The Collection by Sly and the Family Stone (2007). The father of funk Sly Stone got the deluxe reissue treatment by Sony in 2007 with the release of The Collection – all 7 of Sly and The Family Stone’s legendary releases. Each disc has the original liner notes, plus new essays, rare pictures and bonus tracks that are comprised of single edits, instrumental versions and previously unreleased outtakes from the sessions of each album. As you listen to these albums, in glorious remastered sound quality, you hear precisely why they are one of the most sampled groups of all time.
Thriller (25th Anniversary Edition) by Michael Jackson (2008). This re-release of Michael Jackson’s classic album Thriller was sadly the last album to see the light of day before Jackson’s death in 2009. While the bonus tracks feature new versions of classic tracks ruined by the likes of Akon, Fergie and Kanye West, deluxe packaging, remastered sound and a DVD with the legendary videos “Billie Jean,” “Beat It,” “Thriller,” and the infamous Motown 25th Anniversary performance of “Billie Jean” that introduced the world to the moonwalk are featured. While this footage has been around for awhile, it was the first time in years that people put Michael Jackson’s crazy personal life aside to focus on that which matters most – his music.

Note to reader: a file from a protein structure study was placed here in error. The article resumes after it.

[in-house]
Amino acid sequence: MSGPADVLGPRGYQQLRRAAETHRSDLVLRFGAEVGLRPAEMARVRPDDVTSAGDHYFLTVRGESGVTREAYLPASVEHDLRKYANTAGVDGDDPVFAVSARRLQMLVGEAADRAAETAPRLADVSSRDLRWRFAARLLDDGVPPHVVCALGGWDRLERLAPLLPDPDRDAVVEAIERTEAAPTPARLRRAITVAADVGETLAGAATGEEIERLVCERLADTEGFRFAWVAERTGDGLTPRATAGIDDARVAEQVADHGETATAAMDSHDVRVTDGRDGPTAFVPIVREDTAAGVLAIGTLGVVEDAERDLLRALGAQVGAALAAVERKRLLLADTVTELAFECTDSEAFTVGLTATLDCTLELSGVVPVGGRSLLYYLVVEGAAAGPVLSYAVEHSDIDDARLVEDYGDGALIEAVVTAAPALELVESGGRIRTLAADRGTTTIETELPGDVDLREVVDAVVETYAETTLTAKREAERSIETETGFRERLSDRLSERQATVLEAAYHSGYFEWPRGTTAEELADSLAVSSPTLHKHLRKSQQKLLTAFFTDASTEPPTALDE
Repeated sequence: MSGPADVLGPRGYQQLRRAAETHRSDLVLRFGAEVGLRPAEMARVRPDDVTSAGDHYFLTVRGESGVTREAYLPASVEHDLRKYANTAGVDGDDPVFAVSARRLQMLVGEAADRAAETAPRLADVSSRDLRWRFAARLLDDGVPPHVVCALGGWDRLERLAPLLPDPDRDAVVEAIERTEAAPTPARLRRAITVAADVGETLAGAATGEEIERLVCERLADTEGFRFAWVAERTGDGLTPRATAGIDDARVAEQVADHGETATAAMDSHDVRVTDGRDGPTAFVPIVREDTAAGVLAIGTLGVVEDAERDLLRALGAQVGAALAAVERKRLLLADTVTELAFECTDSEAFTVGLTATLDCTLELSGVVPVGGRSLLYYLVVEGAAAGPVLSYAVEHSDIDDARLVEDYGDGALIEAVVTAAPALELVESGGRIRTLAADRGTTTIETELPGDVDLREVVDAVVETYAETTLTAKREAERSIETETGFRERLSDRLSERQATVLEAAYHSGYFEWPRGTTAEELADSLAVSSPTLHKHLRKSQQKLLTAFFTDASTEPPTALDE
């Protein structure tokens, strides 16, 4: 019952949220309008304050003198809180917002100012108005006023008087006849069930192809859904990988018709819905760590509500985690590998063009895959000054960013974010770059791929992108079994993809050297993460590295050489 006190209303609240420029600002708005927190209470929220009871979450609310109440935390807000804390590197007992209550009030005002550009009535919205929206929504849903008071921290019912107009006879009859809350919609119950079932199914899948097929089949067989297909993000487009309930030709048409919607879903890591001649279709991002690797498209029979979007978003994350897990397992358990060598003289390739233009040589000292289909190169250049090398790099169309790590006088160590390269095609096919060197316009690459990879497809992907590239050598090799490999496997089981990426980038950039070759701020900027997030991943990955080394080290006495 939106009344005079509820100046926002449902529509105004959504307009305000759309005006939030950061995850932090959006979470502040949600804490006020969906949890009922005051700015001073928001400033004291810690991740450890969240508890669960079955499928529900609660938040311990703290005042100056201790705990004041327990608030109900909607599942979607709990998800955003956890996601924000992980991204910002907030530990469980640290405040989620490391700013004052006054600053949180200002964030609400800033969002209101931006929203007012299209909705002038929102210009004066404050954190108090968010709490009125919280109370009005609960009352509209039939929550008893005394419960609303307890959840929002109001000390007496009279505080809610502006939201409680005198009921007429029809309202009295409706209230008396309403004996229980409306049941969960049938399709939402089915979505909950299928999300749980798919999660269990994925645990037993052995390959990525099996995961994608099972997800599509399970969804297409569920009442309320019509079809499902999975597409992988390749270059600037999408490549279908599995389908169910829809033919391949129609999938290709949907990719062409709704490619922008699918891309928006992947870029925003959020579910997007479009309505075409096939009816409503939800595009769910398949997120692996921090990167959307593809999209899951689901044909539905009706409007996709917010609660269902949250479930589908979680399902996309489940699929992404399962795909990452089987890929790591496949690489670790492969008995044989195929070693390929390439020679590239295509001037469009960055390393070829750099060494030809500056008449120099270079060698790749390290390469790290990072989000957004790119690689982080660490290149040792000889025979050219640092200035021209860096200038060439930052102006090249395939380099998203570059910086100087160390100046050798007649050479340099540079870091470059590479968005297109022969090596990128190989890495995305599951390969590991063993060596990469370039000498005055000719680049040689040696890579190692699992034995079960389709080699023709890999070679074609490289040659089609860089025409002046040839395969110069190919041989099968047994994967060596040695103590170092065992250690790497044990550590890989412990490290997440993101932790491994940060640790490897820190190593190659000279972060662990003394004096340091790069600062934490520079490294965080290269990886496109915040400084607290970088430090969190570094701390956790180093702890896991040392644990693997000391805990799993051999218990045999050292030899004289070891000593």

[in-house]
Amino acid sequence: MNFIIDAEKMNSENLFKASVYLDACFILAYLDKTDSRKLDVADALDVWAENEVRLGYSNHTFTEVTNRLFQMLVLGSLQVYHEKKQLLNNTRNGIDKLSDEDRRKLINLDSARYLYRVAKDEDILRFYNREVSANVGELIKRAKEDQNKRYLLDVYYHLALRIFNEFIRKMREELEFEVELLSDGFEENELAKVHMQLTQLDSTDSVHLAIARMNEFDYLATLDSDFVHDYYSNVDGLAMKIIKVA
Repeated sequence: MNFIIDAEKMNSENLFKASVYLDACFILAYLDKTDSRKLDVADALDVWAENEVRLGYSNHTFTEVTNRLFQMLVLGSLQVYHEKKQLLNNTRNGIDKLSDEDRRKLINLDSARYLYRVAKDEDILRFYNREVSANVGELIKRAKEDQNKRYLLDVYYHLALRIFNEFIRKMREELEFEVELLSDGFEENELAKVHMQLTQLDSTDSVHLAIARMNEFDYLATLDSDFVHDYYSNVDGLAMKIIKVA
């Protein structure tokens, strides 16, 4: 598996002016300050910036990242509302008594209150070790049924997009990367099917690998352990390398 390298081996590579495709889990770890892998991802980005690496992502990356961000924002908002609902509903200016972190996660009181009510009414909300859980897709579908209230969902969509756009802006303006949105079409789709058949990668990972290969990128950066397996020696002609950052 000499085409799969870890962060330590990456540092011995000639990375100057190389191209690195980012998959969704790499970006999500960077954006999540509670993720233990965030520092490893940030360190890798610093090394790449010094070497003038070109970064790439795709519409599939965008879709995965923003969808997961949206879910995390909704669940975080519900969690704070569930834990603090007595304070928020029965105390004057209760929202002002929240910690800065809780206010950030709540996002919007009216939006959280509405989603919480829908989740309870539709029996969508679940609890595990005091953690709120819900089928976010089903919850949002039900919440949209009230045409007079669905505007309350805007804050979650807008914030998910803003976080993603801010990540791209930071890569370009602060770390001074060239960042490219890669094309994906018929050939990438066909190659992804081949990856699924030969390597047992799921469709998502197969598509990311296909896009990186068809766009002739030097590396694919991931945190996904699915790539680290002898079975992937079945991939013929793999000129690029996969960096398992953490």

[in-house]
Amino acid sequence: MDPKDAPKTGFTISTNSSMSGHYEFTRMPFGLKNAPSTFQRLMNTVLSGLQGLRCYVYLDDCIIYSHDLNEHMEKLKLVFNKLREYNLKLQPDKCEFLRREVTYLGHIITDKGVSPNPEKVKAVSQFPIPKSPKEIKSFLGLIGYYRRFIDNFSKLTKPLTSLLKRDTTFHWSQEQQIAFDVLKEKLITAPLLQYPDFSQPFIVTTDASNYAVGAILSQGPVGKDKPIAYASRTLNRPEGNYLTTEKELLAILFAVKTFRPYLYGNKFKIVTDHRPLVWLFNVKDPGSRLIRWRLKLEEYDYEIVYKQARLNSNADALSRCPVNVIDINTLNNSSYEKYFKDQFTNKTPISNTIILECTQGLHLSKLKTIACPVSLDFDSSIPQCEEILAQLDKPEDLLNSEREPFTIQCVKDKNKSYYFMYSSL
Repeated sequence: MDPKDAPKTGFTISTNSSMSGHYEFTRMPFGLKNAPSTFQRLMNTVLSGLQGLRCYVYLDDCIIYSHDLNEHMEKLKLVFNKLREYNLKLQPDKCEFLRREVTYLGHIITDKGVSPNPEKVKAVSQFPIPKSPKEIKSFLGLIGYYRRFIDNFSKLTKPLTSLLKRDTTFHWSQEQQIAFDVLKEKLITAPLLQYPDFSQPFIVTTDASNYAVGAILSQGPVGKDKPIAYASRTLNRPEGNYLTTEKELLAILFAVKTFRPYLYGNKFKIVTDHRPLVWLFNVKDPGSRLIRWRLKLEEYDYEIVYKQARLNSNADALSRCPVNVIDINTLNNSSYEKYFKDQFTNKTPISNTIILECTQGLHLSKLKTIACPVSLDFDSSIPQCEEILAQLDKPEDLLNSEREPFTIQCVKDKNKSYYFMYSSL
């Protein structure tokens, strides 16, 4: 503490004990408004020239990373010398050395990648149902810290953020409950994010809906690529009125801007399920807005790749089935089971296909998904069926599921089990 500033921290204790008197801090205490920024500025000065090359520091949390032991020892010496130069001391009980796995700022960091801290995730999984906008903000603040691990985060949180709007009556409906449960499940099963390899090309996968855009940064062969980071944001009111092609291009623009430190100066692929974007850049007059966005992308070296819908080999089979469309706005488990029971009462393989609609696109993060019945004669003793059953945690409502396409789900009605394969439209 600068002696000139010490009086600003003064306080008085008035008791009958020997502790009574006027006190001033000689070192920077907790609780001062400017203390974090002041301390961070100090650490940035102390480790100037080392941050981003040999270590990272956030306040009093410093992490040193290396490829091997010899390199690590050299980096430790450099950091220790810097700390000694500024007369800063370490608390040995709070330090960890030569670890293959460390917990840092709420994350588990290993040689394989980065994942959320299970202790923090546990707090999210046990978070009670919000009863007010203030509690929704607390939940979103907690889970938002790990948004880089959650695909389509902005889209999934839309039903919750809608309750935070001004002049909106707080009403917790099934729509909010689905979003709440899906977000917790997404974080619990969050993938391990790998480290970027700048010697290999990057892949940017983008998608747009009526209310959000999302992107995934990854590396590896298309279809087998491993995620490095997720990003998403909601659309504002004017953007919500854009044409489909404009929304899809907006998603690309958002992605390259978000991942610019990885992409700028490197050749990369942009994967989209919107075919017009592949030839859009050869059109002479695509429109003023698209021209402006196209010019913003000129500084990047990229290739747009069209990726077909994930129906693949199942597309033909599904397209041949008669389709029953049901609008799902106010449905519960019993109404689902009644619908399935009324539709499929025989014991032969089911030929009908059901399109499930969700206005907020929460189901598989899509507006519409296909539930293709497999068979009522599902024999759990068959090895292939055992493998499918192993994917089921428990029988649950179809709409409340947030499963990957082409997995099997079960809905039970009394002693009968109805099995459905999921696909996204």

Live at Sin-E (Legacy Edition) by Jeff Buckley (2003). Sony’s Legacy division does it right with this reissue. The orignal EP had 4 tracks and this deluxe edition has a whopping 34 tracks, plus a DVD with 3 performances and an interview. When Jeff Buckley was first starting out, he played this legendary New York venue and he mixed original songs in with covers of bands and singers as diverse as Billie Holiday and Van Morrison to Led Zeppelin, Bob Dylan and Leonard Cohen. They also released a Legacy Edition of Grace, the only full length release that came out in Jeff Buckley’s short lifetime. That package is also cool as there are a plethora of demos, b-sides and live tracks, plus a DVD with videos and the original electronic press kit.